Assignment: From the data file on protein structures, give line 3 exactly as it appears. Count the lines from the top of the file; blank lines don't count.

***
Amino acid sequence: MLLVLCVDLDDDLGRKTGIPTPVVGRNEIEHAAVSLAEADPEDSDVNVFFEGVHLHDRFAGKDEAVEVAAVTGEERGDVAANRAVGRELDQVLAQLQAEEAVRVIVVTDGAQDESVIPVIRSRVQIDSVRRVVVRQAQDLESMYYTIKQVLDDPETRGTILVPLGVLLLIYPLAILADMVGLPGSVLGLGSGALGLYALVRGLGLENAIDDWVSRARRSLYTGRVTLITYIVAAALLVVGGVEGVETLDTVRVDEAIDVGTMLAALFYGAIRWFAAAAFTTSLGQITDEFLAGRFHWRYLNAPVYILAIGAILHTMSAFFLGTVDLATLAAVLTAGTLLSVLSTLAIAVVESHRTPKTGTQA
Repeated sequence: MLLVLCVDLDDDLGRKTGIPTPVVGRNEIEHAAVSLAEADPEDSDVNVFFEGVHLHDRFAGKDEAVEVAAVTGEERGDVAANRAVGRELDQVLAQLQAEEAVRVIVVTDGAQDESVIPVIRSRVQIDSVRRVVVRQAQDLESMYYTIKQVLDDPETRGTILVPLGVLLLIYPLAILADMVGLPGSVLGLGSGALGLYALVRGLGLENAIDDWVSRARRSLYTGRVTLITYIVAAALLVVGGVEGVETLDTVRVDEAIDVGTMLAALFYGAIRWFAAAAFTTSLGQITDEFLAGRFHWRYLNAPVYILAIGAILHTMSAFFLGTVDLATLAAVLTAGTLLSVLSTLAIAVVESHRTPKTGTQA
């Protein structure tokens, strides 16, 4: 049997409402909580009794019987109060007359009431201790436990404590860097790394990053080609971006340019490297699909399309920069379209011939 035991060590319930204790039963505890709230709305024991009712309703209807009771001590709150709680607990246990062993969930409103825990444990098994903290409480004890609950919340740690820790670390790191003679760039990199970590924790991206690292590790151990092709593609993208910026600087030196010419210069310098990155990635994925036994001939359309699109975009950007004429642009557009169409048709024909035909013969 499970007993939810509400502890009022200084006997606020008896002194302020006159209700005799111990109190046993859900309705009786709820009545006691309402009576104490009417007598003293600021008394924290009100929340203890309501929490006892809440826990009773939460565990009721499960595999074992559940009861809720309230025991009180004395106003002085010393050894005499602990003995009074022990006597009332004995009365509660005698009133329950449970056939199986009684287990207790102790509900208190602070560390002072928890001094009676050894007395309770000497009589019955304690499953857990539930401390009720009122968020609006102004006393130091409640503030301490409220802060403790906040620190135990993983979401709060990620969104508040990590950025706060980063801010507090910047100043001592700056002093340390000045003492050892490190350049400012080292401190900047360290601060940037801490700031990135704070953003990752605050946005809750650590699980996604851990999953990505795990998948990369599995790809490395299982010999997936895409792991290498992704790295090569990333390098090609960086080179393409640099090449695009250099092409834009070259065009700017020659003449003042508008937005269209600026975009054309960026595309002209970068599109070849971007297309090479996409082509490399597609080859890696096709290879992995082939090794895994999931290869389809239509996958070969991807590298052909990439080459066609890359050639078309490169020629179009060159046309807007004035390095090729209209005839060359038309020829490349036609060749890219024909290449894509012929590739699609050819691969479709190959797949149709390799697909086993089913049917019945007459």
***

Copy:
């Protein structure tokens, strides 16, 4: 049997409402909580009794019987109060007359009431201790436990404590860097790394990053080609971006340019490297699909399309920069379209011939 035991060590319930204790039963505890709230709305024991009712309703209807009771001590709150709680607990246990062993969930409103825990444990098994903290409480004890609950919340740690820790670390790191003679760039990199970590924790991206690292590790151990092709593609993208910026600087030196010419210069310098990155990635994925036994001939359309699109975009950007004429642009557009169409048709024909035909013969 499970007993939810509400502890009022200084006997606020008896002194302020006159209700005799111990109190046993859900309705009786709820009545006691309402009576104490009417007598003293600021008394924290009100929340203890309501929490006892809440826990009773939460565990009721499960595999074992559940009861809720309230025991009180004395106003002085010393050894005499602990003995009074022990006597009332004995009365509660005698009133329950449970056939199986009684287990207790102790509900208190602070560390002072928890001094009676050894007395309770000497009589019955304690499953857990539930401390009720009122968020609006102004006393130091409640503030301490409220802060403790906040620190135990993983979401709060990620969104508040990590950025706060980063801010507090910047100043001592700056002093340390000045003492050892490190350049400012080292401190900047360290601060940037801490700031990135704070953003990752605050946005809750650590699980996604851990999953990505795990998948990369599995790809490395299982010999997936895409792991290498992704790295090569990333390098090609960086080179393409640099090449695009250099092409834009070259065009700017020659003449003042508008937005269209600026975009054309960026595309002209970068599109070849971007297309090479996409082509490399597609080859890696096709290879992995082939090794895994999931290869389809239509996958070969991807590298052909990439080459066609890359050639078309490169020629179009060159046309807007004035390095090729209209005839060359038309020829490349036609060749890219024909290449894509012929590739699609050819691969479709190959797949149709390799697909086993089913049917019945007459």